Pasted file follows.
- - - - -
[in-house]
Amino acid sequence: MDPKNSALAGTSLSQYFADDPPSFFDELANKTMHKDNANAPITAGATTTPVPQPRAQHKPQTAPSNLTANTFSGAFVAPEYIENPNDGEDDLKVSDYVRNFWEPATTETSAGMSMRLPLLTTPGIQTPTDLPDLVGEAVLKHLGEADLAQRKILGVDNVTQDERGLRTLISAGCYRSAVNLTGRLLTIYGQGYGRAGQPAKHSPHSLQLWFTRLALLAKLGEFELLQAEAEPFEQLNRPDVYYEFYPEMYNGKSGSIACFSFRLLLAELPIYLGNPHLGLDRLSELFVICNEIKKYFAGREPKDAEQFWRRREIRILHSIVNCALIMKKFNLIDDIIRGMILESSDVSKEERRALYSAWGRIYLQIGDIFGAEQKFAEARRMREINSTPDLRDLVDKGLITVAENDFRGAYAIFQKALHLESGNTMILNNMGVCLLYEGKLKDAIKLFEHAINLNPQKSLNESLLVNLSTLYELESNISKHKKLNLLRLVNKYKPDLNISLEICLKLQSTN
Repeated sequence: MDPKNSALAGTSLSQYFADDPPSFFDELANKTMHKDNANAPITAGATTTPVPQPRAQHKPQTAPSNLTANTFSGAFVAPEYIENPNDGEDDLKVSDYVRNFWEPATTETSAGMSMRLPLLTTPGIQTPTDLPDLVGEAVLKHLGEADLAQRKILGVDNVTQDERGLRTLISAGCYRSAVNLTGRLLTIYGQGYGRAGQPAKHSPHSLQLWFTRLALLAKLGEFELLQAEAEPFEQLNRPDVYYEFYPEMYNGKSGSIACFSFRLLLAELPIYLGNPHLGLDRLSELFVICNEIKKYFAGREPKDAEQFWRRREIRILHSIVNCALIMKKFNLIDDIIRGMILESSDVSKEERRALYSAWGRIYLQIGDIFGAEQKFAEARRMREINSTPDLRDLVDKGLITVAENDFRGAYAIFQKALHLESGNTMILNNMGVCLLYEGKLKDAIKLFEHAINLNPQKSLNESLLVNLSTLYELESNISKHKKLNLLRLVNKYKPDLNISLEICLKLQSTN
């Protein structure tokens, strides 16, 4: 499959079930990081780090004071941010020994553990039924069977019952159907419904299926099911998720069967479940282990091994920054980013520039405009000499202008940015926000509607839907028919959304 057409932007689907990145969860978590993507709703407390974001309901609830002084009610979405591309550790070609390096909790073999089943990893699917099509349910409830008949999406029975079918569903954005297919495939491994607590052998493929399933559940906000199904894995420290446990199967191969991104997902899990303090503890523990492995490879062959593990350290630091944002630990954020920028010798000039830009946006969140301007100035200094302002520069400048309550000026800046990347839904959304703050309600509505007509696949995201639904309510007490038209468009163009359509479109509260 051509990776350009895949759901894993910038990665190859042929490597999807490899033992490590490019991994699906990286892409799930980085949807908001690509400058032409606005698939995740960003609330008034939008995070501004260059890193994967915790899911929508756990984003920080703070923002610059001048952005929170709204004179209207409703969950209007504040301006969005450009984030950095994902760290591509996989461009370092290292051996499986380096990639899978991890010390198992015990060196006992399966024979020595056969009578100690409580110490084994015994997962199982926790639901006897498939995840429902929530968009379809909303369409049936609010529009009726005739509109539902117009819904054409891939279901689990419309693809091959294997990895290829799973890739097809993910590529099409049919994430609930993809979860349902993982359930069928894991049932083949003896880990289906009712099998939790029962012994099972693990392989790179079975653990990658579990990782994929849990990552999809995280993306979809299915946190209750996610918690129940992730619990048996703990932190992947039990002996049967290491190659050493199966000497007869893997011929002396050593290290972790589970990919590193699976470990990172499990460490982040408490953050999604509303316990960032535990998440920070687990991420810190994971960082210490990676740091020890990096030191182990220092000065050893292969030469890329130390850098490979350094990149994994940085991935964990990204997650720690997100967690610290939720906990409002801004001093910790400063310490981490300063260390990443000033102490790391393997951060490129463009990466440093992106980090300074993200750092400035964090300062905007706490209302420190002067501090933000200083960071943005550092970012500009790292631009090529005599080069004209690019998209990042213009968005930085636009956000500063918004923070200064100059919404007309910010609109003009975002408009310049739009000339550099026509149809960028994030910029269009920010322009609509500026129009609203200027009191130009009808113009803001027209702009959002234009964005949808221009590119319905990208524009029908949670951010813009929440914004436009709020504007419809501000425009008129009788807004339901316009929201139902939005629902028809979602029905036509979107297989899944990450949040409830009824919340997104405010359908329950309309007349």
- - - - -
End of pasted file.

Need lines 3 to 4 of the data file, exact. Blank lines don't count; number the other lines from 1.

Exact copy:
Repeated sequence: MDPKNSALAGTSLSQYFADDPPSFFDELANKTMHKDNANAPITAGATTTPVPQPRAQHKPQTAPSNLTANTFSGAFVAPEYIENPNDGEDDLKVSDYVRNFWEPATTETSAGMSMRLPLLTTPGIQTPTDLPDLVGEAVLKHLGEADLAQRKILGVDNVTQDERGLRTLISAGCYRSAVNLTGRLLTIYGQGYGRAGQPAKHSPHSLQLWFTRLALLAKLGEFELLQAEAEPFEQLNRPDVYYEFYPEMYNGKSGSIACFSFRLLLAELPIYLGNPHLGLDRLSELFVICNEIKKYFAGREPKDAEQFWRRREIRILHSIVNCALIMKKFNLIDDIIRGMILESSDVSKEERRALYSAWGRIYLQIGDIFGAEQKFAEARRMREINSTPDLRDLVDKGLITVAENDFRGAYAIFQKALHLESGNTMILNNMGVCLLYEGKLKDAIKLFEHAINLNPQKSLNESLLVNLSTLYELESNISKHKKLNLLRLVNKYKPDLNISLEICLKLQSTN
């Protein structure tokens, strides 16, 4: 499959079930990081780090004071941010020994553990039924069977019952159907419904299926099911998720069967479940282990091994920054980013520039405009000499202008940015926000509607839907028919959304 057409932007689907990145969860978590993507709703407390974001309901609830002084009610979405591309550790070609390096909790073999089943990893699917099509349910409830008949999406029975079918569903954005297919495939491994607590052998493929399933559940906000199904894995420290446990199967191969991104997902899990303090503890523990492995490879062959593990350290630091944002630990954020920028010798000039830009946006969140301007100035200094302002520069400048309550000026800046990347839904959304703050309600509505007509696949995201639904309510007490038209468009163009359509479109509260 051509990776350009895949759901894993910038990665190859042929490597999807490899033992490590490019991994699906990286892409799930980085949807908001690509400058032409606005698939995740960003609330008034939008995070501004260059890193994967915790899911929508756990984003920080703070923002610059001048952005929170709204004179209207409703969950209007504040301006969005450009984030950095994902760290591509996989461009370092290292051996499986380096990639899978991890010390198992015990060196006992399966024979020595056969009578100690409580110490084994015994997962199982926790639901006897498939995840429902929530968009379809909303369409049936609010529009009726005739509109539902117009819904054409891939279901689990419309693809091959294997990895290829799973890739097809993910590529099409049919994430609930993809979860349902993982359930069928894991049932083949003896880990289906009712099998939790029962012994099972693990392989790179079975653990990658579990990782994929849990990552999809995280993306979809299915946190209750996610918690129940992730619990048996703990932190992947039990002996049967290491190659050493199966000497007869893997011929002396050593290290972790589970990919590193699976470990990172499990460490982040408490953050999604509303316990960032535990998440920070687990991420810190994971960082210490990676740091020890990096030191182990220092000065050893292969030469890329130390850098490979350094990149994994940085991935964990990204997650720690997100967690610290939720906990409002801004001093910790400063310490981490300063260390990443000033102490790391393997951060490129463009990466440093992106980090300074993200750092400035964090300062905007706490209302420190002067501090933000200083960071943005550092970012500009790292631009090529005599080069004209690019998209990042213009968005930085636009956000500063918004923070200064100059919404007309910010609109003009975002408009310049739009000339550099026509149809960028994030910029269009920010322009609509500026129009609203200027009191130009009808113009803001027209702009959002234009964005949808221009590119319905990208524009029908949670951010813009929440914004436009709020504007419809501000425009008129009788807004339901316009929201139902939005629902028809979602029905036509979107297989899944990450949040409830009824919340997104405010359908329950309309007349």